As companies adopt and implement these technologies faster than ever to ensure their employees’ safety and wellness, there has been a corresponding push to drive rapid advancements in the performance and accuracy of IMUs.
Currently, automation in vehicles and machines is enabled by an interdependent, intricate system of sensing and perception modalities, including GPS, cameras, radar, lidar and IMUs. All of these need to work in near-perfect harmony to enable fully functional, fully autonomous machines.
However, other than IMUs, each of these modalities comes with its own drawbacks and limitations that impact performance and uptime. The IMU, which features a multi-axis combination of calibrated precision gyroscopes and accelerometers, remains unaffected by environmental factors such as fog, snow and rain, rapid temperature changes, loss of signal when going under a bridge or through a tunnel and vibration feedback due to an uneven or bumpy driving surface.
IMUs are a plug-and-play technology that reliably senses and processes multiple degrees of freedom, providing a consistent signal when other modalities are compromised, leading to information lags and gaps in the fusion engine. It is during these critical ‘flying blind’ moments that the machine receives and relies on the speedier data supplied by the IMU, helping the vehicle to continue on its intended path, or bring it to a safe halt if the system determines that safe travel is not possible.
Predicting bias error
With enhanced performance and sustained immunity to environmental and system interferers, the IMU bias-error growth can be better predicted – this not only will help overcome the significant and potentially dangerous lane drift/variance during outages of other sensors, but also enables safe operation of the vehicle as speed envelopes increase beyond the current limitations. Such performance is engineered into ADI’s evolving IMU portfolio, including the recently introduced compact ADIS1650x family that features robust improvements in dynamic alignment (or cross axis sensitivity), vibration rejection and bias stability. These features enable greater positional accuracy of autonomous navigation systems.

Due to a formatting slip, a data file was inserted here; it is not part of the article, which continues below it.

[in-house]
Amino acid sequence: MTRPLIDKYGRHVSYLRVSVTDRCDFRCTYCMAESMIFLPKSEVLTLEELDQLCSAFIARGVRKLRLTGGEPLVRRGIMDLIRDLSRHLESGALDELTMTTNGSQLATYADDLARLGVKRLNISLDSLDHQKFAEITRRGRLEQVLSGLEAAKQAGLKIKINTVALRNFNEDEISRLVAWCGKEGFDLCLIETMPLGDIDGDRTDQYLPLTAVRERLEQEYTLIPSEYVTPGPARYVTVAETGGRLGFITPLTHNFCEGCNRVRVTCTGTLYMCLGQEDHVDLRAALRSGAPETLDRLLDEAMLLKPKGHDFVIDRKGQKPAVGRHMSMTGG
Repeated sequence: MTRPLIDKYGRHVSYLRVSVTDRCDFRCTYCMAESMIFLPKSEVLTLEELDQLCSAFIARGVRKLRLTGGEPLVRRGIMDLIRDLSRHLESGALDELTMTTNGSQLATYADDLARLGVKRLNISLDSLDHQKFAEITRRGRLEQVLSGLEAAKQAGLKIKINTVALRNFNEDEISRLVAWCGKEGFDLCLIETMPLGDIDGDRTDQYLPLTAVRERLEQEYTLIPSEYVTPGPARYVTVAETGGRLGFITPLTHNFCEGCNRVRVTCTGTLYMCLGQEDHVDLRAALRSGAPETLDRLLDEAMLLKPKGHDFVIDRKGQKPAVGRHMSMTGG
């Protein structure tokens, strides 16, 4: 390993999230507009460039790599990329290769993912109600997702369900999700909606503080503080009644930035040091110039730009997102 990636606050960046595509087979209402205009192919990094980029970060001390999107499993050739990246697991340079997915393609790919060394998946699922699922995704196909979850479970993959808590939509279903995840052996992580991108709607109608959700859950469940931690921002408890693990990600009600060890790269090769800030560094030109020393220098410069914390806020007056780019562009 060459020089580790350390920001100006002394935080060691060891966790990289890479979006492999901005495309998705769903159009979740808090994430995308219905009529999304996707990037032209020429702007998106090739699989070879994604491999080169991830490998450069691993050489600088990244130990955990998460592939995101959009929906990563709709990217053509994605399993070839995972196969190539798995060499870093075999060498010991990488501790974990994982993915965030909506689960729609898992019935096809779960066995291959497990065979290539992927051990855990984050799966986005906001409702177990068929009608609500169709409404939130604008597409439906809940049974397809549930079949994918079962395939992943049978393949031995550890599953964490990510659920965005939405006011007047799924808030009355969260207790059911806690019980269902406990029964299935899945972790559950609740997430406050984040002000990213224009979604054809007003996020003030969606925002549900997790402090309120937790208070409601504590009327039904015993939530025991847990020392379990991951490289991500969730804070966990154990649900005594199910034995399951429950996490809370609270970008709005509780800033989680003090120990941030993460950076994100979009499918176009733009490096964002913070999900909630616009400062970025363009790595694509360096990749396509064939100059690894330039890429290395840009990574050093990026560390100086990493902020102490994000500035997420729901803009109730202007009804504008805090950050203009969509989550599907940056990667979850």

This higher performance – i.e. lower latency, improved accuracy and greater speed of operation – will lead to a shift in the role of IMU in autonomous vehicles. From a dependable back-up player, we anticipate the IMU to assume a more central role in the navigation system, where it will arbitrate input from the various sensing modalities and determine which signal is the most accurate and reliable.
IMUs feature full factory calibration, embedded compensation, sensor processing and a simple programmable interface. High performance IMUs have the potential to make autonomous vehicles safer, more reliable and faster for all users. As the world continues to adapt increasingly to automation, accuracy and trust will continue to be important factors in driving adoption. From manufacturing facilities to cars on the highway and farm equipment in the field, the reliability of IMUs will help push the envelope of what’s possible with automation.